Oklahoma Senator Inhofe, Congressman Boren Take Up Fly Ash Fight
Jennifer Loren, Oklahoma Impact Team
BOKOSHE, Oklahoma -- A mountain of potentially deadly fly ash, and the town that sits in its shadow, is getting the attention of Oklahoma's elected officials on Capitol Hill.
Senator Jim Inhofe and Congressman Dan Boren now say something needs to be done about the giant mound of black ash sitting next to tiny Bokoshe.
They're every day Oklahomans. Some are ranchers, some are teachers, but the residents of Bokoshe say they've been forced to learn a lesson in politics and they don't like what they've found. They say Senator Inhofe and Congressman Boren are flip flopping on an issue that, to them, is life or death.
A giant mound of fly ash sits about a mile from the town of Bokoshe, Oklahoma. A nearby power plant is supplying the site with load after load of the coal byproduct, which is full of heavy metals like lead, arsenic and selenium.
Bokoshe residents say the fly ash is toxic and it's killing them. The nearby power company says there is no proof it's toxic and they're following all state regulations.
But the fight over fly ash is much bigger than the small Oklahoma town.
The Environmental Protection Agency is currently trying to decide if it should regulate fly ash at the federal level, possibly labeling it as a hazardous waste. At a hearing in Dallas, they took public comments from hundreds of people either for or against it.
Both Senator Jim Inhofe and Congressman Dan Boren have come out against the possible federal oversight. But Bokoshe residents say the Oklahoma lawmakers went too far when they got involved in their local battle.
A spokesman for the AES Shady point power plant, which produces the fly ash, confirmed the lawmakers got involved at his request.
"I contacted Senator Inhofe and also contacted Congressman Boren and made them aware of the concerns and wanted them to know, you know, what had taken place," Lundy Kiger, a spokesman for AES Corp, said.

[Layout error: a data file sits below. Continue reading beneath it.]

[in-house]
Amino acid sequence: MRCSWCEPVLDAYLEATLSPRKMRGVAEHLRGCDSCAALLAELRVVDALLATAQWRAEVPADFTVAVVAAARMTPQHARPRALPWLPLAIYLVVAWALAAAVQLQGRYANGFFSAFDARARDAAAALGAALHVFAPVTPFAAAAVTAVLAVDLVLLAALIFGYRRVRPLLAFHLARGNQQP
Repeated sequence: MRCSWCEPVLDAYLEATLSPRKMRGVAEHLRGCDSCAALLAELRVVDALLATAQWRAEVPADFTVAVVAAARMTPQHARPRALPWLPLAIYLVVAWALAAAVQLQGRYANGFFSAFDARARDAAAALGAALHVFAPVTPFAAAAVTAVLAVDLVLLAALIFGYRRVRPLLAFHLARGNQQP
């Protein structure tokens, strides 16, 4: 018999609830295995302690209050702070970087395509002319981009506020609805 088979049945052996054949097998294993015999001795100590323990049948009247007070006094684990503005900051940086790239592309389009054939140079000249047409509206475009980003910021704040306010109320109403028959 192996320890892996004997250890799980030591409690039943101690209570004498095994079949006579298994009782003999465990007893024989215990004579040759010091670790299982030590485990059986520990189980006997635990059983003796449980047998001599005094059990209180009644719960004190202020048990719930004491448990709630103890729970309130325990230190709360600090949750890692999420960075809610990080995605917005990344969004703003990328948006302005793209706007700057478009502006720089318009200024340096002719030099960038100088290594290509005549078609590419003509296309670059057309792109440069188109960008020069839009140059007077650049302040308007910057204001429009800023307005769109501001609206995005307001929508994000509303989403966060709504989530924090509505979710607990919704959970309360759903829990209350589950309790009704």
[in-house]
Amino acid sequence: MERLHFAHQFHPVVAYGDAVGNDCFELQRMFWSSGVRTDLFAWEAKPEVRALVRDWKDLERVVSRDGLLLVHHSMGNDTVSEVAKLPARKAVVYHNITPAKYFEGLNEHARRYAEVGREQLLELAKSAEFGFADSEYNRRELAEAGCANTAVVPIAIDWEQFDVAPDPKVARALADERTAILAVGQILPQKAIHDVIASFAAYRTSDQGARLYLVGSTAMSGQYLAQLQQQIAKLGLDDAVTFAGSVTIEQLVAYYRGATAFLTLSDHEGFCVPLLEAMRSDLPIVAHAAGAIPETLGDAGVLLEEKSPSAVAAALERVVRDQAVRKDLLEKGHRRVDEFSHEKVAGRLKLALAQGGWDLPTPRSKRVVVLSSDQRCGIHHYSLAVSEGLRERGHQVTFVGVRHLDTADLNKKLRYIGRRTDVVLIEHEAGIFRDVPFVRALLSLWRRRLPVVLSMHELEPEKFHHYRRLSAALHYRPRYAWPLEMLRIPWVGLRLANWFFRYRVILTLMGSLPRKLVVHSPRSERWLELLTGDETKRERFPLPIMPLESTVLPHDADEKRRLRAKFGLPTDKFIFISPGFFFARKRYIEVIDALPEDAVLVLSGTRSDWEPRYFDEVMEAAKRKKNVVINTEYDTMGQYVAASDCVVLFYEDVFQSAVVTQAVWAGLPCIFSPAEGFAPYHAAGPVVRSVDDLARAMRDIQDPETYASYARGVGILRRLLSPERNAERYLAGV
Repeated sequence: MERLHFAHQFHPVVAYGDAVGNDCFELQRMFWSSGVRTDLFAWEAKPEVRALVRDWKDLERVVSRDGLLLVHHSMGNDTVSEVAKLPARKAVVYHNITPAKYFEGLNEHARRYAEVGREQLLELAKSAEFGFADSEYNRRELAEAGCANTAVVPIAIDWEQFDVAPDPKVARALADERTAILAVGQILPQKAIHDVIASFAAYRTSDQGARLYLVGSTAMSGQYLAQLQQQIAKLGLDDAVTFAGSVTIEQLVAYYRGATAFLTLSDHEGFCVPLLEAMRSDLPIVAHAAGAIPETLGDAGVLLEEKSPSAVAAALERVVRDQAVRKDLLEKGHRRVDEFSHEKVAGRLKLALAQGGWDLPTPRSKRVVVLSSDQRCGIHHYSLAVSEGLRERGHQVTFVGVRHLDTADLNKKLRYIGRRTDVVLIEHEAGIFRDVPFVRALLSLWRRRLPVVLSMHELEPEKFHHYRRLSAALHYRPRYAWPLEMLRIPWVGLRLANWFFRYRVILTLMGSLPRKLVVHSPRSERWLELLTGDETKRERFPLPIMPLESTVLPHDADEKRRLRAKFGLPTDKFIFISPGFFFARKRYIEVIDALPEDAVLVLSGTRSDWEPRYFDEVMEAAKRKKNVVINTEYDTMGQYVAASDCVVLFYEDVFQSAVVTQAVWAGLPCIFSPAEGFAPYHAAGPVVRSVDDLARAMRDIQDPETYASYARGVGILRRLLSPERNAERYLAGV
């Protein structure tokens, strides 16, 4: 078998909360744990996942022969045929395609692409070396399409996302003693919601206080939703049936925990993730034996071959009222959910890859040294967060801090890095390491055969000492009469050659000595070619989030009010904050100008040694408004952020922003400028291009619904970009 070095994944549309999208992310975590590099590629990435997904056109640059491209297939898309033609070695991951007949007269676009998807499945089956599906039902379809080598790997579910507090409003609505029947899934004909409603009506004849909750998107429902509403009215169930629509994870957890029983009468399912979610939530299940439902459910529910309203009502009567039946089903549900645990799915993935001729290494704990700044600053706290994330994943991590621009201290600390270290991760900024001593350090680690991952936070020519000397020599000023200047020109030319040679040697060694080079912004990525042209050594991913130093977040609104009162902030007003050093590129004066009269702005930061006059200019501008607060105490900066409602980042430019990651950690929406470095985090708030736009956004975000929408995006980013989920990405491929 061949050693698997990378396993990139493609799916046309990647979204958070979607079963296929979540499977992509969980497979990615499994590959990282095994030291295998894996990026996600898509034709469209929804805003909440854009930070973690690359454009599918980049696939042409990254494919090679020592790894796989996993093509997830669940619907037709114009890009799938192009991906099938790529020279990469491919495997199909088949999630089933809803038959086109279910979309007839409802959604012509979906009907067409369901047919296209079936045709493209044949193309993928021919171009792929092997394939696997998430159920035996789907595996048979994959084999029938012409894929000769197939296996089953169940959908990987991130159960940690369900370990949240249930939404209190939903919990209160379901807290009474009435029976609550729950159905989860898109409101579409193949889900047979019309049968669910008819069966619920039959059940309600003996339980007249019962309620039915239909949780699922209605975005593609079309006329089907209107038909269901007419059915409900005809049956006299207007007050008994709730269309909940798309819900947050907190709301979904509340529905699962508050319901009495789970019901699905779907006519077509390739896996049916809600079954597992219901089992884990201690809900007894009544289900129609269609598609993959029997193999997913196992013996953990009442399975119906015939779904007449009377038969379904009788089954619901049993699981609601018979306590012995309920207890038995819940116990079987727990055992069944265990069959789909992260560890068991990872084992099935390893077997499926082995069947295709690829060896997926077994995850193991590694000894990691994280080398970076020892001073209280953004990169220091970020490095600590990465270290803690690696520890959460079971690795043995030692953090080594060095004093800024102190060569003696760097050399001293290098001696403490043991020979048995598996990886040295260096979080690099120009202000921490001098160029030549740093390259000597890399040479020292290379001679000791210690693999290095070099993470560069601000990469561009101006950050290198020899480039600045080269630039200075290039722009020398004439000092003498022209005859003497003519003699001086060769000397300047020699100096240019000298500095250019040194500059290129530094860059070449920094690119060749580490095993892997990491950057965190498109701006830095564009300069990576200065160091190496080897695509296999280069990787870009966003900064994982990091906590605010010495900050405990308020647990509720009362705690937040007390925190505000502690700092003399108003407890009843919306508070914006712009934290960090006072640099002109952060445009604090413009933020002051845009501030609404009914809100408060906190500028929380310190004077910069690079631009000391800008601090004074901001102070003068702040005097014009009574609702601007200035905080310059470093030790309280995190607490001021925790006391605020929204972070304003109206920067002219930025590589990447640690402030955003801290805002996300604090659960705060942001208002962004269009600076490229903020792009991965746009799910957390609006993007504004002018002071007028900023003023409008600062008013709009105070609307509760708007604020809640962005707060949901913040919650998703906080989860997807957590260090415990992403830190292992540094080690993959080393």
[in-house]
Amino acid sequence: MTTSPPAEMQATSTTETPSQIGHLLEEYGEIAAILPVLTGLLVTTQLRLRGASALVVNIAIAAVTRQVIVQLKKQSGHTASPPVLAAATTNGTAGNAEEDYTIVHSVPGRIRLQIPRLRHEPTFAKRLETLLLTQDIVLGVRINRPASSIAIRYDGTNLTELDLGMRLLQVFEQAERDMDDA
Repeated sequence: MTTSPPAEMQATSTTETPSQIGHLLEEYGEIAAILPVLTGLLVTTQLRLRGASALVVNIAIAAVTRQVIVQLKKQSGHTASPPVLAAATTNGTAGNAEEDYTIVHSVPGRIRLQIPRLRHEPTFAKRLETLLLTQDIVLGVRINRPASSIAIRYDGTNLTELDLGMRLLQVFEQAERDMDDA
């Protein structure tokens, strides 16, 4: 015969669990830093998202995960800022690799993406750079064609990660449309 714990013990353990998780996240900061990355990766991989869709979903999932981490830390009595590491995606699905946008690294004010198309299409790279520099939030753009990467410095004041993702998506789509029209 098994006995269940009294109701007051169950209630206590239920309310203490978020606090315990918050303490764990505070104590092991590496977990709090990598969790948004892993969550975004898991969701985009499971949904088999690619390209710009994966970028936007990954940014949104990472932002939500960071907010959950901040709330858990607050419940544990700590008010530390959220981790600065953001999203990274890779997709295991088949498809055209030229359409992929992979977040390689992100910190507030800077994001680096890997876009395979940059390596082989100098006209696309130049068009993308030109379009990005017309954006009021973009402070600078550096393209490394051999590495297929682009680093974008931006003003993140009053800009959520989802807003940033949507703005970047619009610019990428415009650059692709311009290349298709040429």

Kiger said his power company just wanted to make sure Inhofe and Boren were in the loop. But some Bokoshe residents wonder if the power plant was calling in a favor.
The Oklahoma Impact team discovered the power company, AES Shady Point, donated more money to Senator Inhofe than to any other lawmaker or candidate: $5,000 in the last eight years. They also donated $500 to Congressman Boren.
After making calls to all the state agencies involved, Inhofe and Boren both signed a letter to a Bokoshe resident. It says the fly ash mound is temporary and will disappear, ultimately becoming a pasture.
Residents were furious.
"I understand that Senator Inhofe once said that global warming is the greatest hoax ever pulled on the American people," said Tim Tanksley, a Bokoshe resident. "The biggest hoax ever pulled on the people of Bokoshe, Oklahoma, is telling them that this mountain of fly ash is temporary and will disappear."
Oklahoma Impact Team reporter Jennifer Loren called Boren and Inhofe's offices to find out more about this letter and how the 50 foot mound of fly ash is going to disappear. Neither legislator would give her an on camera interview. But Congressman Boren did respond over the phone.
"I wouldn't say it's going to disappear," he said.
Boren recanted that statement from his letter, but says he does believe the fly ash mound will eventually become a pasture. He sent the letter, he said, out of concern for the people of Bokoshe, to let them know he is looking into it.
"There's a myriad of different issues right there at this site," he said. "And you know, I'm very concerned that anything negative would happen, particularly to my constituents."
In a statement, a spokesman for Senator Inhofe says they too are looking into it and will work with Governor-elect Fallin to ensure progress is made in a timely manner.
Right now, plans are in place to continue dumping fly ash in Bokoshe for at least ten more years. The question is, who will be in charge?
Inhofe and Boren say they believe fly ash regulation should remain at the state level, but state laws need to be changed, possibly putting regulation under one agency instead of three.